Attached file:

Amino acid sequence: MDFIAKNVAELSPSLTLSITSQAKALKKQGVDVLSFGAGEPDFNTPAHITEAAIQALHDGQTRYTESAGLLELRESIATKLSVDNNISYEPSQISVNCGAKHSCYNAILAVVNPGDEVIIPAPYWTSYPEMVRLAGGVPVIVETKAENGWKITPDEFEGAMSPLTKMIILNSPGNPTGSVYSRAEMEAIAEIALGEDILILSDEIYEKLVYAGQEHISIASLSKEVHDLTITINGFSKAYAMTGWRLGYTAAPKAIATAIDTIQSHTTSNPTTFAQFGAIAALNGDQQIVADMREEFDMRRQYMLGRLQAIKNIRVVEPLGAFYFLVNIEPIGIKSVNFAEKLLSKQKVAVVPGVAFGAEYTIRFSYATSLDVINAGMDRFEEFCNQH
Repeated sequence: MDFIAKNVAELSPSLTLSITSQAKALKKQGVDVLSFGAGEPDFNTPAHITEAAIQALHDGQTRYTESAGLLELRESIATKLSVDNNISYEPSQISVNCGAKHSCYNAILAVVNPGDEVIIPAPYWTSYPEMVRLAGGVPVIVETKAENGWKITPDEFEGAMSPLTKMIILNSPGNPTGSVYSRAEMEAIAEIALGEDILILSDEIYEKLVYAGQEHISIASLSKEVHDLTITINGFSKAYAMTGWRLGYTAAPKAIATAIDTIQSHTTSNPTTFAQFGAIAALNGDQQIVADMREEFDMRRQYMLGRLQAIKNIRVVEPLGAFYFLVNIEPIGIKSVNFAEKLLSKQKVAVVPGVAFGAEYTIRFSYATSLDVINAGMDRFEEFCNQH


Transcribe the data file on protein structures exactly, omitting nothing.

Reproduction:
Amino acid sequence: MDFIAKNVAELSPSLTLSITSQAKALKKQGVDVLSFGAGEPDFNTPAHITEAAIQALHDGQTRYTESAGLLELRESIATKLSVDNNISYEPSQISVNCGAKHSCYNAILAVVNPGDEVIIPAPYWTSYPEMVRLAGGVPVIVETKAENGWKITPDEFEGAMSPLTKMIILNSPGNPTGSVYSRAEMEAIAEIALGEDILILSDEIYEKLVYAGQEHISIASLSKEVHDLTITINGFSKAYAMTGWRLGYTAAPKAIATAIDTIQSHTTSNPTTFAQFGAIAALNGDQQIVADMREEFDMRRQYMLGRLQAIKNIRVVEPLGAFYFLVNIEPIGIKSVNFAEKLLSKQKVAVVPGVAFGAEYTIRFSYATSLDVINAGMDRFEEFCNQH
Repeated sequence: MDFIAKNVAELSPSLTLSITSQAKALKKQGVDVLSFGAGEPDFNTPAHITEAAIQALHDGQTRYTESAGLLELRESIATKLSVDNNISYEPSQISVNCGAKHSCYNAILAVVNPGDEVIIPAPYWTSYPEMVRLAGGVPVIVETKAENGWKITPDEFEGAMSPLTKMIILNSPGNPTGSVYSRAEMEAIAEIALGEDILILSDEIYEKLVYAGQEHISIASLSKEVHDLTITINGFSKAYAMTGWRLGYTAAPKAIATAIDTIQSHTTSNPTTFAQFGAIAALNGDQQIVADMREEFDMRRQYMLGRLQAIKNIRVVEPLGAFYFLVNIEPIGIKSVNFAEKLLSKQKVAVVPGVAFGAEYTIRFSYATSLDVINAGMDRFEEFCNQH